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US energy security reaches highest level in a quarter century
Fuel Fix ^ | June 9, 2014 | Simone Sebastian

Posted on 06/09/2014 4:40:52 AM PDT by thackney

The United States produced enough energy to satisfy 84 percent of its needs in 2013, a rapid climb from its historic low in 2005, according to a report from the U.S. Energy Information Administration.

The nation produced 81.7 quadrillion British thermal units of energy last year and consumed 97.5 quadrillion, the highest ratio since 1987. The nation’s energy output rose rose 18 percent from 2005 to 2013, as a surge in oil and gas production offset declines in coal. Meanwhile , total energy Americans used fell 2.7 percent during that period.

The nation’s ability to meet its own energy needs hit an all-time low in 2005, when the amount of energy produced domestically met just 69 percent of demand. The last time the United States’ energy production exceeded its energy use was in the 1950s, according to the Energy Information Administration, an agency of the Energy Department.

It attributed the nation’s rising energy security largely to the increased production of oil and natural gas, which has been fueled by the domestic shale boom. The rise of new drilling and production technology, namely hydraulic fracturing and horizontal drilling, has allowed companies to tap more reservoirs deeply buried in dense rock formations.

“At the same time, reduced road travel, improved vehicle efficiency, and competition among fuels for electric power generation have limited consumption of petroleum and coal,” the agency wrote in the report.

More than three-quarters of energy produced in the United States in 2013 was fossil fuel, with natural gas leading the pack for the third consecutive year. About 11 percent of production was renewable energy and 10 percent was nuclear power.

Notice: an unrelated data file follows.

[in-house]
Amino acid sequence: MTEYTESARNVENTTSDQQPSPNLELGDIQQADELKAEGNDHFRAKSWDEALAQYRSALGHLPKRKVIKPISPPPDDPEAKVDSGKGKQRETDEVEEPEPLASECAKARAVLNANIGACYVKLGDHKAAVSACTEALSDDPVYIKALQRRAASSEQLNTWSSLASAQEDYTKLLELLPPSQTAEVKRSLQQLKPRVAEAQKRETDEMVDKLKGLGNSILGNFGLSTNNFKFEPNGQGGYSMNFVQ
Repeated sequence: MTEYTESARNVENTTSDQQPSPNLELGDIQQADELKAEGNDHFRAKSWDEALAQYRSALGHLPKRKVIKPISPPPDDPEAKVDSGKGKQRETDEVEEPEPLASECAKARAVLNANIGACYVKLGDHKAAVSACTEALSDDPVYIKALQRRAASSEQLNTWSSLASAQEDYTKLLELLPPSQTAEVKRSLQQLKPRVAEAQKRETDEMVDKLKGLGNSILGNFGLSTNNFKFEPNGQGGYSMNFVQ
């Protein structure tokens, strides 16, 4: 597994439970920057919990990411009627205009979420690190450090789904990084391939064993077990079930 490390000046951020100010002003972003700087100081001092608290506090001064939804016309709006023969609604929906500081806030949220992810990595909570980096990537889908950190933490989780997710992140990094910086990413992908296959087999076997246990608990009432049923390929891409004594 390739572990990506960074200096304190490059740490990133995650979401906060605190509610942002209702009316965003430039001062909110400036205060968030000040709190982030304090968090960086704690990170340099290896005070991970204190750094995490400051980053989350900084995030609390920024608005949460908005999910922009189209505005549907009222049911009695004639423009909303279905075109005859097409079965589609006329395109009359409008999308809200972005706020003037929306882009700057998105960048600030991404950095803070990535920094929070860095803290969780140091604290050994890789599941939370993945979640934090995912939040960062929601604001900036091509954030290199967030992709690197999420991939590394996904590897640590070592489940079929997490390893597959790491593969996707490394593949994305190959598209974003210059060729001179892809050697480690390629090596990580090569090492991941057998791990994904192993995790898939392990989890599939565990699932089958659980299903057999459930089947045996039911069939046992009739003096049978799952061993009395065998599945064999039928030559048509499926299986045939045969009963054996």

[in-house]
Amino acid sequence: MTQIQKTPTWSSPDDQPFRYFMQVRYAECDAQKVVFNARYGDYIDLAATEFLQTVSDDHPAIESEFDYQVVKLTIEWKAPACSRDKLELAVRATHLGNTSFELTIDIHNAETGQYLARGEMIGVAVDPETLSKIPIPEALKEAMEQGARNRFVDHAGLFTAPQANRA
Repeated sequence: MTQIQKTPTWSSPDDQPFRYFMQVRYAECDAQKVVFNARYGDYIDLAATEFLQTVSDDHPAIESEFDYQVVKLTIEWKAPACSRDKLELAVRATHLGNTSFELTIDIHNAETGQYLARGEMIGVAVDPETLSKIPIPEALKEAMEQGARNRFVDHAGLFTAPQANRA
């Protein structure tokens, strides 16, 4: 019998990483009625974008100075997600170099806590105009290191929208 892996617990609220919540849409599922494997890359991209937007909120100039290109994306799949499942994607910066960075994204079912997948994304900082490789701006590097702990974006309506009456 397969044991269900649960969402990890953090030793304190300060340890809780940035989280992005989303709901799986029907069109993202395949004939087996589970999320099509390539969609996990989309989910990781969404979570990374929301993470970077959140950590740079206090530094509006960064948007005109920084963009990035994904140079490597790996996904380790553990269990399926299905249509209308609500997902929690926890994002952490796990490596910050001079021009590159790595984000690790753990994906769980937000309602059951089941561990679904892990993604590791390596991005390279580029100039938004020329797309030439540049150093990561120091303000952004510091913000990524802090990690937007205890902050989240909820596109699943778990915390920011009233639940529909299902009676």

While the shale boom caused oil and gas production to soar, renewable energy has grown even faster. Measured by energy content, domestically produced oil and natural gas grew 38 percent from 2005 to 2013. Renewable energy — though a much smaller portion of the nation’s energy portfolio — jumped 49 percent during that period, led by a surge in new wind power and a more modest jump in solar.

The portfolio of energy consumed in the United States was slightly less diverse. Fossil fuels fed 82 percent of U.S. energy needs last year, followed by renewables (10 percent) and nuclear (8 percent). The nation is only slightly less dependent on fossil fuels than it was in 2005, when they represented 85 percent of the energy consumed.

But the nation’s focus on cleaning up its energy portfolio is evident. Since 2005, coal consumption has fallen 21 percent while use of the cleaner-burning fossil fuel natural gas rose 18 percent. Renewable energy use climbed 49 percent during that time.


TOPICS: News/Current Events
KEYWORDS: electricity; energy; naturalgas; oil

1 posted on 06/09/2014 4:40:52 AM PDT by thackney
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To: thackney

I’m not sue if I believe this stat. How much was shipped out? What did we import?


2 posted on 06/09/2014 4:46:07 AM PDT by Sacajaweau
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To: Sacajaweau
Remember, they are talking total energy, not just oil/petroleum.

Domestic production satisfies 84% of total U.S. energy demand in 2013